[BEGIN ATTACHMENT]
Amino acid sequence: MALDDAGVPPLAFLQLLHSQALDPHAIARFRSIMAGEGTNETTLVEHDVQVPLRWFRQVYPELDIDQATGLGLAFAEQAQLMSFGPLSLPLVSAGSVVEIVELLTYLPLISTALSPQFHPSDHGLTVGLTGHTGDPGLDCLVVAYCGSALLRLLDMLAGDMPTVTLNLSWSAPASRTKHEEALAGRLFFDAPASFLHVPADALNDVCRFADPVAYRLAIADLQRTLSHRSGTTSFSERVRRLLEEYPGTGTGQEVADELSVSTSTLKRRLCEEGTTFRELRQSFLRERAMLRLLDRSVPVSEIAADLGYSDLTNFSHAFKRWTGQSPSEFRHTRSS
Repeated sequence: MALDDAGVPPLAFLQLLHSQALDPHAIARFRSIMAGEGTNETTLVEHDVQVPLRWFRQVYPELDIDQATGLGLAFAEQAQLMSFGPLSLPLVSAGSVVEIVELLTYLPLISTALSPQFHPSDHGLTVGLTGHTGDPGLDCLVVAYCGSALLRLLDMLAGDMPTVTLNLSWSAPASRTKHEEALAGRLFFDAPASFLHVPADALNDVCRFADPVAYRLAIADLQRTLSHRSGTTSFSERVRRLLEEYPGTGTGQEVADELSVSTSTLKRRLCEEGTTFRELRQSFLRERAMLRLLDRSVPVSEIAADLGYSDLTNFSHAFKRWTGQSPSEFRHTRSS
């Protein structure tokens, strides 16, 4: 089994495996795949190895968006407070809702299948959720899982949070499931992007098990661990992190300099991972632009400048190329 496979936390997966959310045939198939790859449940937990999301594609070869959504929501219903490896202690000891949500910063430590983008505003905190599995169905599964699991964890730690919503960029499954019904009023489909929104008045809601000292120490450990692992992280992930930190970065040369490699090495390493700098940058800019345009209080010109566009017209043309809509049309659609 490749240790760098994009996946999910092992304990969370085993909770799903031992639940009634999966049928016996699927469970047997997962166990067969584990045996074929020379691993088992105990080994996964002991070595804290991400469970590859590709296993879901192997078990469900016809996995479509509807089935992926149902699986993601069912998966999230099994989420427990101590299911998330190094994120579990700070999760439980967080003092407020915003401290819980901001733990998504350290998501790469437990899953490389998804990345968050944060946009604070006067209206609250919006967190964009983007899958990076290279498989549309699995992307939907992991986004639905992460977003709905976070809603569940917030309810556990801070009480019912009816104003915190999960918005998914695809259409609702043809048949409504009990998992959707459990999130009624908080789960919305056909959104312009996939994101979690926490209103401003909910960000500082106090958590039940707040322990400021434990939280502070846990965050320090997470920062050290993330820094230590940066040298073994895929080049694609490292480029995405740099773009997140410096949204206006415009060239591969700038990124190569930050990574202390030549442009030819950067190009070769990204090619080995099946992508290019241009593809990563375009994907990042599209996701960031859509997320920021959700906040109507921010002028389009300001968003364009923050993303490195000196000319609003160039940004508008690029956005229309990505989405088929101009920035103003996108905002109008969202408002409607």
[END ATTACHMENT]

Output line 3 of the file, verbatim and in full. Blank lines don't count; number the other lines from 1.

């Protein structure tokens, strides 16, 4: 089994495996795949190895968006407070809702299948959720899982949070499931992007098990661990992190300099991972632009400048190329 496979936390997966959310045939198939790859449940937990999301594609070869959504929501219903490896202690000891949500910063430590983008505003905190599995169905599964699991964890730690919503960029499954019904009023489909929104008045809601000292120490450990692992992280992930930190970065040369490699090495390493700098940058800019345009209080010109566009017209043309809509049309659609 490749240790760098994009996946999910092992304990969370085993909770799903031992639940009634999966049928016996699927469970047997997962166990067969584990045996074929020379691993088992105990080994996964002991070595804290991400469970590859590709296993879901192997078990469900016809996995479509509807089935992926149902699986993601069912998966999230099994989420427990101590299911998330190094994120579990700070999760439980967080003092407020915003401290819980901001733990998504350290998501790469437990899953490389998804990345968050944060946009604070006067209206609250919006967190964009983007899958990076290279498989549309699995992307939907992991986004639905992460977003709905976070809603569940917030309810556990801070009480019912009816104003915190999960918005998914695809259409609702043809048949409504009990998992959707459990999130009624908080789960919305056909959104312009996939994101979690926490209103401003909910960000500082106090958590039940707040322990400021434990939280502070846990965050320090997470920062050290993330820094230590940066040298073994895929080049694609490292480029995405740099773009997140410096949204206006415009060239591969700038990124190569930050990574202390030549442009030819950067190009070769990204090619080995099946992508290019241009593809990563375009994907990042599209996701960031859509997320920021959700906040109507921010002028389009300001968003364009923050993303490195000196000319609003160039940004508008690029956005229309990505989405088929101009920035103003996108905002109008969202408002409607």